Film Fest: Wild Things

Nope, not more news about Blackfish.

But I wanted to take note of this documentary about the obscure Wildlife Service department of USDA, which every year kills 100,000 coyotes, bobcats, foxes, wolves, bears, and mountain lions. Two of the methods favored: baits traps containing spring-loaded poison cartridges, which shoot sodium cyanide into an animal’s mouth, and shooting animals from aircraft.

It’s not exactly what you would call living in harmony with the natural world.

OnEarth explains:

“It’s blatant killing,” former Wildlife Services employee Gary Strader says in the film, explaining the mindset of the agency where he used to work. “It’s just flying around — there’s a coyote, let’s kill it. There’s a coyote, let’s kill it. Let’s kill it, let’s kill it. You know, it’s just every coyote they see, they’re gonna kill it.”

And that’s just what the agency does on purpose. A Sacramento Beeinvestigation last year found that Wildlife Services has also accidentally killed more than 50,000 animals since 2000, including bald eagles, endangered wolverines, family dogs, and several species considered threatened or imperiled by wildlife biologists. And 10 plane crew members have died in crashes since 1989 during aerial gunning operations, including two in 2007, the Bee reports.

What’s the point of all this death and destruction? The Department of Agriculture says it’s spending about $30 million a year to protect commercial livestock from coyotes, wolves, and other predators. (It’s harder to argue with some of Wildlife Services’ other roles, like controlling rabies and removing geese from airport runways — although some people object to lethal measures there, as well.) The economic case for killing predators to protect livestock is pretty shaky, though. A 2001 Governmental Accountability Office report could find no independent studies of the costs and benefits associated with Wildlife Services, and it urged the agency to develop more nonlethal means of protecting livestock, including wildlife contraceptives and scare devices triggered by motion sensors.

The scientific argument for lethal control is even worse. As the Bee reports, a growing body of scientific research has found that by killing predators in such large numbers, Wildlife Services is “altering ecosystems in ways that diminish biodiversity, degrade habitat, and invite disease.”

More info here.

U.S. Navy Proposes “Taking” 33 Million Marine Mammals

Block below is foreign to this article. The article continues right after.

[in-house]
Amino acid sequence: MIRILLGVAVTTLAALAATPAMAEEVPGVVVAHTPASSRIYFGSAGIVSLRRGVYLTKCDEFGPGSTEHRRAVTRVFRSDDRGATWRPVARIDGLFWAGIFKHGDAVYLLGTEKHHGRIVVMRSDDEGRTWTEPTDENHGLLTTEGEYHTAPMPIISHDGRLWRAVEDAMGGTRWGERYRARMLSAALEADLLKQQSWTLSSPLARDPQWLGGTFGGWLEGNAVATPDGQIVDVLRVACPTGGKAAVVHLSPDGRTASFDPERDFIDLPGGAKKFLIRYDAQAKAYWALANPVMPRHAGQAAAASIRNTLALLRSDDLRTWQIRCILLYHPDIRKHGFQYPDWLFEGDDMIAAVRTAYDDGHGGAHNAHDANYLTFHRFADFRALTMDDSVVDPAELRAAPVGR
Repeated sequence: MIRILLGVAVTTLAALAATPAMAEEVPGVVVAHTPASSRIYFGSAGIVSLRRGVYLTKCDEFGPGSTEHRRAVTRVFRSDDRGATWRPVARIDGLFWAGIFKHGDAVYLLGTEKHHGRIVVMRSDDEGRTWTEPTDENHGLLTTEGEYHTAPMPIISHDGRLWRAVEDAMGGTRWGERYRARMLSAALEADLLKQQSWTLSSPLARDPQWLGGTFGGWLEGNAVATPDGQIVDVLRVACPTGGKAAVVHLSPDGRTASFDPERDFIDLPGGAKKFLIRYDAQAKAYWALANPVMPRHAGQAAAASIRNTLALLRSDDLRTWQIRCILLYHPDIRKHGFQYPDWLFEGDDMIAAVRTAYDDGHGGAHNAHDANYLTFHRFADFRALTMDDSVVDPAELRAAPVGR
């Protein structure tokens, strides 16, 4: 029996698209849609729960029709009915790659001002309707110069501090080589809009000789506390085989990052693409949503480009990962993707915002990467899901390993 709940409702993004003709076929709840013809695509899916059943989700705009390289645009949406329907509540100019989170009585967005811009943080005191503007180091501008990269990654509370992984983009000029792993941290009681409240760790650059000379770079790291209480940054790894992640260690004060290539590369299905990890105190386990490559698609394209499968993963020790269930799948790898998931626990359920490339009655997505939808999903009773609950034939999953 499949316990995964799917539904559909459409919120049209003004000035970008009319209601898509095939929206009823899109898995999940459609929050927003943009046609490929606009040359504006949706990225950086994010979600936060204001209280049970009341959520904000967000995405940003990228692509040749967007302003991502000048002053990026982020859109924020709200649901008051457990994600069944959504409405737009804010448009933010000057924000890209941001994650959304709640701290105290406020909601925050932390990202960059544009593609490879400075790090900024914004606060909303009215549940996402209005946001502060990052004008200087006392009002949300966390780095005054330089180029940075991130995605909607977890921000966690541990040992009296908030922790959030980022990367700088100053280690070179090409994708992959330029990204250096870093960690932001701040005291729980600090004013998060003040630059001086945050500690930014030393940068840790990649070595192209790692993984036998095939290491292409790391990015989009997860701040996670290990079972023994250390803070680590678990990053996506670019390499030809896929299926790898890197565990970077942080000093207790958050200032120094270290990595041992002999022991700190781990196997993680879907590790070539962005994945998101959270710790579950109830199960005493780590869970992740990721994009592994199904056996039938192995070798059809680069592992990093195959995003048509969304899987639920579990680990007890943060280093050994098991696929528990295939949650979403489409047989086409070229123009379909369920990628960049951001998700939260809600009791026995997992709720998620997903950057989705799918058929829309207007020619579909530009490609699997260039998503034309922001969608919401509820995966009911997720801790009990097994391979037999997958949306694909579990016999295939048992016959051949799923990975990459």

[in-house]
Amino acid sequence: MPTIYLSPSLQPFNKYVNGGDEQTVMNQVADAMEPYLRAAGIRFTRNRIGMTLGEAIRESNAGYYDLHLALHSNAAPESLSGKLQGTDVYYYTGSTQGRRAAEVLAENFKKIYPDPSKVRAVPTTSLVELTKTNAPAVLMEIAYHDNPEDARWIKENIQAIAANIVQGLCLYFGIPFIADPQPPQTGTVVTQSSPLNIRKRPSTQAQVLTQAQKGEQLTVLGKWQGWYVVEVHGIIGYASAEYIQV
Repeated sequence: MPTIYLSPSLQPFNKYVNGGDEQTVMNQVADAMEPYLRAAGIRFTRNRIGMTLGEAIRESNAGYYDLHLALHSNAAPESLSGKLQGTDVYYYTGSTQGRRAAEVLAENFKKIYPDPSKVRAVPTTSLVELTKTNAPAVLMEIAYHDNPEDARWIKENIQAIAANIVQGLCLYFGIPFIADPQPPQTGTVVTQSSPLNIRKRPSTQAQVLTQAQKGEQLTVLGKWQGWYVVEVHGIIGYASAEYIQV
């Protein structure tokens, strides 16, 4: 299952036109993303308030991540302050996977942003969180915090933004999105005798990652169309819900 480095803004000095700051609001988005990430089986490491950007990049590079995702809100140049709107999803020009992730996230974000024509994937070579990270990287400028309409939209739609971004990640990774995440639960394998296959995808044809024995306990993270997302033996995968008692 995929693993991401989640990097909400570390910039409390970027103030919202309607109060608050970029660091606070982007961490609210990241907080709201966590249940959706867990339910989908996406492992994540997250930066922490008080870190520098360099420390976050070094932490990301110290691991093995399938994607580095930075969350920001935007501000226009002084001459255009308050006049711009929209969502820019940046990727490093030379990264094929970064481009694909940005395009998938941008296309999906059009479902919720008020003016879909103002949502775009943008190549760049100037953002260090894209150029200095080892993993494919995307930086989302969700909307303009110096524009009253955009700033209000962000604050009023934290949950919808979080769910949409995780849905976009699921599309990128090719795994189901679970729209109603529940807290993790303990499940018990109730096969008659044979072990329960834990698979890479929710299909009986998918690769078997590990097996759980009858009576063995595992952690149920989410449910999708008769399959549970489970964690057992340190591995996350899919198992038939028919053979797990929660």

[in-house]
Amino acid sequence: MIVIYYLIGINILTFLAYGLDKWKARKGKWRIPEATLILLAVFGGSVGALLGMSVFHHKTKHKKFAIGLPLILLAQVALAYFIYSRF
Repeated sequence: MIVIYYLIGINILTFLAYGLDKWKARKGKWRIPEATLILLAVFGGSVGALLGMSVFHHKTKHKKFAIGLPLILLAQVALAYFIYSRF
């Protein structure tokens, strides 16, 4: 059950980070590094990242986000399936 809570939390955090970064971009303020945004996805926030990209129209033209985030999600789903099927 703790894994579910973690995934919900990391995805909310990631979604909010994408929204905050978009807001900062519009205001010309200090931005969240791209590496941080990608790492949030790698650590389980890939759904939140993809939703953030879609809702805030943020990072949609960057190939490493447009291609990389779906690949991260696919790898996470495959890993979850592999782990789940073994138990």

This is stunning, and a perfect example of how the inertia of stale priorities–especially Cold War-era national security priorities–can take us down some disastrous roads.

From a New York Times editorial:

Between 2014 and 2019, the United States Navy hopes to conduct testing and training exercises in the Atlantic and the Pacific that will involve sonars and explosives of many different kinds.

Over the years, the Navy has been forced to acknowledge what science has clearly demonstrated: noise generated by sonar and underwater detonations can kill marine mammals, like whales and porpoises, and disturb their normal feeding, breeding and migration. In preparing for its upcoming exercises, the Navy has asked the National Marine Fisheries Service for approval to “take” a number of marine mammals — “take” being the broad term for everything from killing these creatures to disturbing their habits.

This all sounds as it should be, with the Navy requesting permission from the agency, as required by various laws protecting marine mammals and endangered species. But the numbers say something else. In its testing areas in the Atlantic, the Gulf of Mexico and the Pacific, the Navy estimates that between 2014 and 2019 it will “take” nearly 33 million marine mammals — everything from blue whales to elephant seals.

Most of these creatures will be disturbed in some way but not injured or killed. But the damage could still be considerable. Sound travels much faster through water than it does through air, magnifying its impact, and many of the sounds the Navy plans to generate fall in the frequencies most damaging to marine mammals. More than five million of them may suffer ruptured eardrums and temporary hearing loss, in turn disrupting normal behavioral patterns. As many as 1,800 may be killed outright, either by testing or by ship strikes.

So we’ve got whales versus sonar and naval training. That’s a trade-off that needs a much closer look, as the New York Times urges.

The Power Of Video Is Turned On BP’s Tony Hayward

If you had any doubts about the mismatch between BP CEO Tony Hayward‘s words and the reality of what is going on in the Gulf Of Mexico, the NRDC has made this video to set you straight. Sure, it uses pictures, music and words to crucify the guy. But doesn’t he, along with BP, deserve it?

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